I have never ridden a unicycle. While this activity hasn’t necessarily been something high on my list of things to learn, I have always marveled at the skill required to ride a unicycle. In the fleeting moments I would encounter a person on a unicycle on television, riding down the street, or in live performances I would wonder about the balance and focus needed to make the small, one-wheeled device work. With limitless possibilities for ways to fall it seemed nearly impossible to me that people were able to maintain such poise and balance atop a single wheel in motion. It was uniquely incredible to me, and I figured if I ever had the time and the drive I would give riding a unicycle a try.
Considering my “I have never...” goals, I knew my goal of learning to ride a unicycle would be a good task to take on during my year of new experiences. As a result, I began looking around for potential opportunities to learn in and around my hometown of Madison. At first, this effort yielded little positive results until I met a man named Cory at new recent experience with a Circus Arts class. As one of my student partners, Cory and I spent a little time talking about my new experiences up that point, which inevitably led to the topic of riding a unicycle.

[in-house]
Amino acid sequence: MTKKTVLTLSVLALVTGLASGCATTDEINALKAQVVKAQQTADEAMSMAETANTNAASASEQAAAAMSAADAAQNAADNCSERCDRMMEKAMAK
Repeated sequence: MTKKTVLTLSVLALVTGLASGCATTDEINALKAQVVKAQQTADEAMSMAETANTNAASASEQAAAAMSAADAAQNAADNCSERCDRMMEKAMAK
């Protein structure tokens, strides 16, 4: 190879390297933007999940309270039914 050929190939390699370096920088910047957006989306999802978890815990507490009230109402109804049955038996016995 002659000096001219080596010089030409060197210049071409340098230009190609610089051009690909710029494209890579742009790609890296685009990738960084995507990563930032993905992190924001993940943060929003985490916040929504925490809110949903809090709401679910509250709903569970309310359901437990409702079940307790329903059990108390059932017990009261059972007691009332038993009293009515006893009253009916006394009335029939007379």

“You know, I’ve been riding a unicycle for about five years,” Cory stated as a matter of fact. The unexpected statement caught me off guard for a moment, but I realized it offered me a terrific opportunity. As I prepared to ask him about the possibility of taking a lesson, Cory beat me to the chase. “If you want to learn, just let me know. I meet with a group, the Madison Unicyclists’ Club, twice a month and we would be happy to have you.” I immediately confirmed my interest, which set into motion a little bit of planning and the trading of some information. With that, I had my connection to learn how to ride a unicycle. All that was left to do was to set aside some time to join Cory at a Madison Unicyclists’ meeting and make my first attempt at riding a unicycle.
Eventually, that effort resulted in Cory and me making plans to meet this afternoon for the Madison Unicyclists’ annual kickoff meeting at the Goodman Community Center. Upon meeting Cory at the facility, Rachael and I chatted with him about some basic unicycle techniques as we prepared for the event. With roughly two hours to practice riding, Cory stated I would have plenty of time to practice my mount, balance, and steering techniques with hope I would be able to ride a short distance by the end of the event. Optimistic, I committed to giving it my best, which caused Cory to crack a smile and give me a little encouragement, “No, give it your all.” The remark was simple, but it was the push I needed to dive into the challenge headlong.